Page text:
Dunkin’ diamond: Dive team retrieves ring from Boston river

CAMBRIDGE, Mass. (AP) — What could be harder than looking for a needle in a haystack? Probably retrieving a ring from a river.

But against all odds, divers with the Cambridge Fire Department managed to fish a Chicago woman’s diamond ring from the Charles River after it tumbled into the water while she and her husband were relaxing at a yacht club.

Lynn Andrews told WCVB-TV she had removed the ring on Sunday so...

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CAMBRIDGE, Mass. (AP) — What could be harder than looking for a needle in a haystack? Probably retrieving a ring from a river.

But against all odds, divers with the Cambridge Fire Department managed to fish a Chicago woman’s diamond ring from the Charles River after it tumbled into the water while she and her husband were relaxing at a yacht club.

Lynn Andrews told WCVB-TV she had removed the ring on Sunday so she could apply sunscreen and placed it in her husband’s shirt pocket for safekeeping. But it was a hot day, and when he took off his shirt to cool off with a quick swim, the ring fell in the river.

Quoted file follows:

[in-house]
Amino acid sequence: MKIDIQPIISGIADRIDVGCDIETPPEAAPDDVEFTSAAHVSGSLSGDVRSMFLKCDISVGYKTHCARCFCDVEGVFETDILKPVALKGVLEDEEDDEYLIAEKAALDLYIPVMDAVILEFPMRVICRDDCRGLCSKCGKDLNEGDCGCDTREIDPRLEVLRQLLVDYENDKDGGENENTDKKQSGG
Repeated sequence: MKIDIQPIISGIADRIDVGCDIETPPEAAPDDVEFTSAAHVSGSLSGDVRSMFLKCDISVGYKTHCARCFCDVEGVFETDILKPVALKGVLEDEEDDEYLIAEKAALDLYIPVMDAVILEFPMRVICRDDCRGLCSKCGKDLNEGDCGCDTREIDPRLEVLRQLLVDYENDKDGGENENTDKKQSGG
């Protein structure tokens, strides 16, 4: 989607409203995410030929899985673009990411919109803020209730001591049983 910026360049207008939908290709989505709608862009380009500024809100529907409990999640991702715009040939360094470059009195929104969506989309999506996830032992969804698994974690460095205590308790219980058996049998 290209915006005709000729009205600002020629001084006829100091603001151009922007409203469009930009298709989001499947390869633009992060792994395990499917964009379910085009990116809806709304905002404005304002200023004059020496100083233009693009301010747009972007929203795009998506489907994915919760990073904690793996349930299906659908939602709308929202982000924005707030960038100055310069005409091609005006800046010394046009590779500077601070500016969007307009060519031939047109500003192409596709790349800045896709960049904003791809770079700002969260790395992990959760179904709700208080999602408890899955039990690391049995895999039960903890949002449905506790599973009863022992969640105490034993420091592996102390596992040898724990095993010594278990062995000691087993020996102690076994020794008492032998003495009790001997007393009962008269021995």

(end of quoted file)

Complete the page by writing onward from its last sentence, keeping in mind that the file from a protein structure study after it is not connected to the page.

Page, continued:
“I said a bad word, and then I took a deep breath, and then I said, ‘Everything’s going to be fine,’” her husband, Ninos Andrews, told WBZ-TV.

Andrews “was obviously quite distraught,” the fire department said on its Facebook page.

The couple alerted a dive team that was patrolling the river, and within five minutes of searching, firefighter Jeremy Marrache located the ring and returned it to its “very relieved and excited” owner, the department said in its post.

“They all had wives, and they all knew how important this was and how sentimental it was to us,” Lynn Andrews said.

Fortunately, Marrache said, the ring lay at an angle that caused the diamond to shimmer as he shined his flashlight over the silty bottom of the river.

“We have open communications via our mask. So when I said I found it, the person attending us relayed that message, so I could hear everybody cheering,” he told WBZ.

“This is an amazing example of using our training for public service and a terrific opportunity for the dive team and marine unit members to practice working together,” fire Lt. Stephen Capuccio said in a statement.

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